The well-adjusted occasionally smoke pot

Over at Reason Magazine's Hit & Run blog, Jacob Sullum thus quotes from his book about drug use where it speaks of a 1990 study by Jonathan Shedler and Jack Block:
Tracking a group of children from preschool until age 18, the two University of California at Berkeley researchers found that "adolescents who had engaged in some drug experimentation (primarily marijuana) were the best-adjusted in the sample. Adolescents who used drugs frequently were maladjusted, showing a distinct personality syndrome marked by interpersonal alienation, poor impulse control, and manifest emotional distress. Adolescents who, by age 18, had never experimented with any drug were relatively anxious, emotionally constricted, and lacking in social skills."

Shedler and Block did not conclude that a little pot is just the thing to help children grow up right. Rather, they found that "psychological differences between frequent users, experimenters, and abstainers could be traced to the earliest years of childhood and related to the quality of parenting received." They observed that "problem drug use is a symptom, not a cause, of personal and social maladjustment" and that "the meaning of drug use can be understood only in the context of an individual's personality structure and developmental history."
By age 18, I had never tried any illegal drugs (still haven't), and I can confirm that "anxious, emotionally constricted and lacking in social skills" describes me quite well at the time. Meanwhile, most of the gregarious, well-adjusted types that I know of did occasionally smoke pot then.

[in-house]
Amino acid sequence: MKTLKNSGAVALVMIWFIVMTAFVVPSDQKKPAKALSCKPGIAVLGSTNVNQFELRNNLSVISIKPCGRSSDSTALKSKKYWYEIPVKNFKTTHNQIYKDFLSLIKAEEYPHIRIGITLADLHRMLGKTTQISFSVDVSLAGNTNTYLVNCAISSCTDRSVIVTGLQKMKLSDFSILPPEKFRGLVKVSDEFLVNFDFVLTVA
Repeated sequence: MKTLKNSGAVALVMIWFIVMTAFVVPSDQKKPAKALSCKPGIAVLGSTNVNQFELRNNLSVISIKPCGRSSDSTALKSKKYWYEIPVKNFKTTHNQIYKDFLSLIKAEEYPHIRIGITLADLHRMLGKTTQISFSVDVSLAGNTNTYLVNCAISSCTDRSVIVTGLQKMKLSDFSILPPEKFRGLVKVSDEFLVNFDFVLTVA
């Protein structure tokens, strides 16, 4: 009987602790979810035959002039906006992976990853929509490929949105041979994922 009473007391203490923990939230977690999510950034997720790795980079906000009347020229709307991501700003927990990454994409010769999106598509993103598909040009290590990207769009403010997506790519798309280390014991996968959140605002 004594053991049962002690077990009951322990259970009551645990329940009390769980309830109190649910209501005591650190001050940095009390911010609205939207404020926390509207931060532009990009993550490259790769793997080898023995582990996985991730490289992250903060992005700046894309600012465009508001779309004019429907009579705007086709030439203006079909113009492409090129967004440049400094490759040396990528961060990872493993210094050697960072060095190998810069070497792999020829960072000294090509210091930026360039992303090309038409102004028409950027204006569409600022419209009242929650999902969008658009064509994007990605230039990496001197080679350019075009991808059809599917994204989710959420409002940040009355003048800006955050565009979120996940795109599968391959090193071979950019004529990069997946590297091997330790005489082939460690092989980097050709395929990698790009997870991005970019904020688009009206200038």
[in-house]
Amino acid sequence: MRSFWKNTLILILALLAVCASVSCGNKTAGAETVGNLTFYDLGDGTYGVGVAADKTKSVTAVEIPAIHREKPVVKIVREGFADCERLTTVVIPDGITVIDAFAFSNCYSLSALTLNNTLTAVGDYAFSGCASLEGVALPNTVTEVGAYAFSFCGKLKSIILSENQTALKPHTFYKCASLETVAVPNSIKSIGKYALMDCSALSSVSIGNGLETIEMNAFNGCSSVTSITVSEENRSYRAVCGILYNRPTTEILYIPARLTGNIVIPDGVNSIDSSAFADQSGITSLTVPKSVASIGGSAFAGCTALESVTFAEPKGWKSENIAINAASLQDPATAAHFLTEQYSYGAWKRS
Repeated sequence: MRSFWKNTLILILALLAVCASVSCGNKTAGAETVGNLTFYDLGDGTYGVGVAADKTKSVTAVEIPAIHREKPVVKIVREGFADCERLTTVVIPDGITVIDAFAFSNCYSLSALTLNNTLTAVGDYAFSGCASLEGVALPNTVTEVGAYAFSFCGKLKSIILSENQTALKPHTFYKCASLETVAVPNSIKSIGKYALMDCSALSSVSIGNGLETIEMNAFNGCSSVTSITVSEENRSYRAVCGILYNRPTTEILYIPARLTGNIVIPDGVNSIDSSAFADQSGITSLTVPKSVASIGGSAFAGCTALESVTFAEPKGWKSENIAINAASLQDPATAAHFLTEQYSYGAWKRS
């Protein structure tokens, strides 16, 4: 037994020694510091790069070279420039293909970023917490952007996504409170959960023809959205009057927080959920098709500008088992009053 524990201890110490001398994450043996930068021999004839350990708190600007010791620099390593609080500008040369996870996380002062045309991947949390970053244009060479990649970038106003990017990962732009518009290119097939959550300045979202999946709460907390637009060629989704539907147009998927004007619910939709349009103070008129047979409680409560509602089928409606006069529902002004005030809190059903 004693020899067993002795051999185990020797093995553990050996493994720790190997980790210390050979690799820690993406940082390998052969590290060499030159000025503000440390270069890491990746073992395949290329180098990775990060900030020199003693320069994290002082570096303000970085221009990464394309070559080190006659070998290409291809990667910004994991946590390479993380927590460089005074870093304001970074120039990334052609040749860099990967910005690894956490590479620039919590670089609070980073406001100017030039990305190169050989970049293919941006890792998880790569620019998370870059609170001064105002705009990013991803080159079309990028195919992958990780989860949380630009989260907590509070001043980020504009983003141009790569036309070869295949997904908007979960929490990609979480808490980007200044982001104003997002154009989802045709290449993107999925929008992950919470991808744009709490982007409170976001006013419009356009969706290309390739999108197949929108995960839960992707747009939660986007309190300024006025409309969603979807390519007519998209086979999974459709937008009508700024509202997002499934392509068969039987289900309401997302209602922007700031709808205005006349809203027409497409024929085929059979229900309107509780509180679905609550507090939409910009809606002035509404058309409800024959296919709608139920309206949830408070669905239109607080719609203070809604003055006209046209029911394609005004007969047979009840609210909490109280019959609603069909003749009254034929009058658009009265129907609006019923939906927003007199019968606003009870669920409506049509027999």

As Jacob writes, it's not the pot that makes you well-adjusted - but it does appear that well-adjusted people do tend to occasionally smoke pot. And it doesn't appear to obviously harm them.

Does that make the politicians who are against legalizing pot either hypocrites, or maladjusted?

The former more so than the latter, I'd think.

It does appear as though hypocrite politicians are catering to prejudiced voters, of whom three groups, the old, the religious and the Republican, are particularly adverse to legalization. Is it that the old geezers, themselves well used to getting drunk on booze, have a prejudice against pot? If so, perhaps old people dying off is part of the reason why U.S. support for legalizing marijuana has steadily increased over decades?

Comments

Jason said…
Personally, I think studies like these are nearly worthless, considering all the social factors involved that do not lend themselves to generalized statistical analysis.

There's a huge amount of other factors that cannot possibly be accurately represented in these studies. People use drugs for a huge variety of reasons. I know lazy, un-inspired stoners who would be content playing XBox all day long for the rest of their lives, who have enviable relationships with their parents.

I know high-functioning doctorate students who smoke weed before every class, and have terrible relationships with their parents.

I simply fail to see any facts of tangible value coming from studies like these.

As someone who lives in one of the 'marijuana capitals' of the world, I tend to mentally classify pot users into three groups:

a) people who smoke cigarettes & pot, abuse alcohol, and almost anything else, simply because they enjoy abusing psychoactive substances (for a variety of personal/social reasons)
b) people who smoke pot casually and socially, more or less because it is an accepted part of their social circles, and they do it for fun/relaxation/to fit in/whatever
c) people who are successful and who function on a very high level who smoke pot for artistic, scientific, or otherwise intellectual insight and/or focus

I know people from each of these groups, pretty much on a bell curve over b.